Clinical considerations and mechanistic determinants of postprandial lipemia in older adults

Research output: Contribution to journalReview article

12 Scopus citations

Abstract

The typical diet of individuals in Western societies results in metabolic responses associated with fed-state fat metabolism for most of the daily life of the individual. This fat metabolism is characterized specifically by an increase in the concentration of plasma lipids, primarily triglycerides. Increased postprandial lipemia, which is typically observed in older individuals (i.e., >65 y old), has now emerged as an important correlate of cardiovascular disease risk. An understanding of the mechanisms contributing to the increased postprandial lipemia in older individuals becomes, therefore, of particular clinical importance in any effort to explain and address the well-documented increase in cardiovascular disease risk as individuals age. Current evidence points to an increase in the accumulation of ingested lipid in lipoprotein particles of hepatic origin, together with an overall accumulation of lipid in these lipoproteins during the postprandial period, as primary contributors to the postprandial lipemia in older persons. When this evidence is considered together with the evidence suggesting large atherogenic potential of lipoproteins of hepatic origin, this can, at least in part, explain the increased risk of cardiovascular disease in older individuals. Understanding changes in the metabolism of ingested fat in the immediate postprandial period with advancing age, and how lifestyle interventions such as diet and physical exercise can ameliorate the increase in postprandial lipemia in older individuals, is important in order to address the increased cardiovascular disease risk in this particularly affected and growing segment of the population.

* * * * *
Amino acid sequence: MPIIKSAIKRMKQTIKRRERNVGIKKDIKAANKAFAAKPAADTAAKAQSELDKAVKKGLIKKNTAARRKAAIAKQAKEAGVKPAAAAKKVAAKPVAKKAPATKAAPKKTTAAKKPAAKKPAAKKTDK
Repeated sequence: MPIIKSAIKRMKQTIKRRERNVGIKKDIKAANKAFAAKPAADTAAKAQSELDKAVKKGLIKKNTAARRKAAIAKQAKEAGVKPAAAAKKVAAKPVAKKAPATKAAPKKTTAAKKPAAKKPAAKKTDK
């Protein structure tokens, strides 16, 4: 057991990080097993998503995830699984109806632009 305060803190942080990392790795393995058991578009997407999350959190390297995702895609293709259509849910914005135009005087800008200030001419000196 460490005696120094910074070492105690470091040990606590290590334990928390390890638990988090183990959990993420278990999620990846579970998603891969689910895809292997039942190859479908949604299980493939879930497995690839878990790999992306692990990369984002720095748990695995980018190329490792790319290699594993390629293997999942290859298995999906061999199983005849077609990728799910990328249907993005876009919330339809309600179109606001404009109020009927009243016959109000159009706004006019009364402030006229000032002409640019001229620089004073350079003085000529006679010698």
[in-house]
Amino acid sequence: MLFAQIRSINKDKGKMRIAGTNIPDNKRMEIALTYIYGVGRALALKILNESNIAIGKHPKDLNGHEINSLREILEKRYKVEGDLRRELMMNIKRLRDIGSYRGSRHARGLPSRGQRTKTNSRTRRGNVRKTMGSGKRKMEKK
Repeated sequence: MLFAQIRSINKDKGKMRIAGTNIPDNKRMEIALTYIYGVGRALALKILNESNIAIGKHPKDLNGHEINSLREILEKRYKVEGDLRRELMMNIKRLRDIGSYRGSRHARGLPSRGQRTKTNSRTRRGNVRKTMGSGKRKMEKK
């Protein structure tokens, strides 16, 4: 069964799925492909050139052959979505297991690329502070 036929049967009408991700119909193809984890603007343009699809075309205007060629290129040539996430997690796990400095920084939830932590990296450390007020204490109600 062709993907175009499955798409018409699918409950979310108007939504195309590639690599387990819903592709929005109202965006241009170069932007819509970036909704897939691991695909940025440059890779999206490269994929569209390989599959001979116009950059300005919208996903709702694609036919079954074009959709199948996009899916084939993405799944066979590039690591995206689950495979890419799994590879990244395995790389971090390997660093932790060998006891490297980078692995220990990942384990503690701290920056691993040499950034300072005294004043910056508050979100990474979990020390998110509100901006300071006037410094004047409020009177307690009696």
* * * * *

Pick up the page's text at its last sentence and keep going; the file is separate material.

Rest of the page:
Original languageEnglish (US)
Pages (from-to)226-234
Number of pages9
JournalAdvances in Nutrition
Volume5
Issue number3
DOIs
StatePublished - Jan 1 2014

ASJC Scopus subject areas

  • Food Science
  • Medicine (miscellaneous)
  • Nutrition and Dietetics

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